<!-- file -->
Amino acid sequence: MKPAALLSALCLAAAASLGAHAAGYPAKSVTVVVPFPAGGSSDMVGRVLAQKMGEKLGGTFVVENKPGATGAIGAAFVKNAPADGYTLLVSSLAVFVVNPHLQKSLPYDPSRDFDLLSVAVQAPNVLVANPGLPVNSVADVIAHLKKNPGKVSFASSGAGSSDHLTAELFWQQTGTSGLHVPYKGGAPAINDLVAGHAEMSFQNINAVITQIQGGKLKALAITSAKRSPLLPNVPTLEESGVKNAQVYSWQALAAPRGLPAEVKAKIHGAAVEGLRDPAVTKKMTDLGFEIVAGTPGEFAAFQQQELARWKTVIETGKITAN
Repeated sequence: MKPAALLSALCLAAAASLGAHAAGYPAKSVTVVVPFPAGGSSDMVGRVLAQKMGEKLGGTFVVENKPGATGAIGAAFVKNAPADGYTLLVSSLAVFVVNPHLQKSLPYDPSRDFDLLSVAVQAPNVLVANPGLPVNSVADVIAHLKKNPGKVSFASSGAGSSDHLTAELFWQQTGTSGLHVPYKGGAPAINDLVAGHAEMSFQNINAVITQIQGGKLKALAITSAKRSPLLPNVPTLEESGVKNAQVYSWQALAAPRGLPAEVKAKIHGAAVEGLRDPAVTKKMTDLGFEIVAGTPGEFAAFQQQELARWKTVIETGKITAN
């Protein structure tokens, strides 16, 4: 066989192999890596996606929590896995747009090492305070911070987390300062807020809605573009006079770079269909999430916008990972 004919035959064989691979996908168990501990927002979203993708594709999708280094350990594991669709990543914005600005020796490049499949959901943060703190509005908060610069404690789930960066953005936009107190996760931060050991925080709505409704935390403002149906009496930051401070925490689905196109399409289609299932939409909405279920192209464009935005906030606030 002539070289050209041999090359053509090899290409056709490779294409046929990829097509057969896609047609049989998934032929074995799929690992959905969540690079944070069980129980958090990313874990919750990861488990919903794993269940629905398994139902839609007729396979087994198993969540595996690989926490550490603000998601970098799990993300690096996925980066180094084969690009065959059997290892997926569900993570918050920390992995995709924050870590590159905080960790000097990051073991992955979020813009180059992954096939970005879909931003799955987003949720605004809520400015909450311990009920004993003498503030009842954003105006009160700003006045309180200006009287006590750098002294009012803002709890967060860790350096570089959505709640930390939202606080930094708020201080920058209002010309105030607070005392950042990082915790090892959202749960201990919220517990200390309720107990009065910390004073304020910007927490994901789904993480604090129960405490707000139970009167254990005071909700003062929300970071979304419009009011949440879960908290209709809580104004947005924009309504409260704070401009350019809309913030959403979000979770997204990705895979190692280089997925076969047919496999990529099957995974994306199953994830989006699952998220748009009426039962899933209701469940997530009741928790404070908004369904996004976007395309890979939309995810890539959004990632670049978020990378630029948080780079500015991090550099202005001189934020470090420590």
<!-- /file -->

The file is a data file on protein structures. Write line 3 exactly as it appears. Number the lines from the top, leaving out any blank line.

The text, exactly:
């Protein structure tokens, strides 16, 4: 066989192999890596996606929590896995747009090492305070911070987390300062807020809605573009006079770079269909999430916008990972 004919035959064989691979996908168990501990927002979203993708594709999708280094350990594991669709990543914005600005020796490049499949959901943060703190509005908060610069404690789930960066953005936009107190996760931060050991925080709505409704935390403002149906009496930051401070925490689905196109399409289609299932939409909405279920192209464009935005906030606030 002539070289050209041999090359053509090899290409056709490779294409046929990829097509057969896609047609049989998934032929074995799929690992959905969540690079944070069980129980958090990313874990919750990861488990919903794993269940629905398994139902839609007729396979087994198993969540595996690989926490550490603000998601970098799990993300690096996925980066180094084969690009065959059997290892997926569900993570918050920390992995995709924050870590590159905080960790000097990051073991992955979020813009180059992954096939970005879909931003799955987003949720605004809520400015909450311990009920004993003498503030009842954003105006009160700003006045309180200006009287006590750098002294009012803002709890967060860790350096570089959505709640930390939202606080930094708020201080920058209002010309105030607070005392950042990082915790090892959202749960201990919220517990200390309720107990009065910390004073304020910007927490994901789904993480604090129960405490707000139970009167254990005071909700003062929300970071979304419009009011949440879960908290209709809580104004947005924009309504409260704070401009350019809309913030959403979000979770997204990705895979190692280089997925076969047919496999990529099957995974994306199953994830989006699952998220748009009426039962899933209701469940997530009741928790404070908004369904996004976007395309890979939309995810890539959004990632670049978020990378630029948080780079500015991090550099202005001189934020470090420590």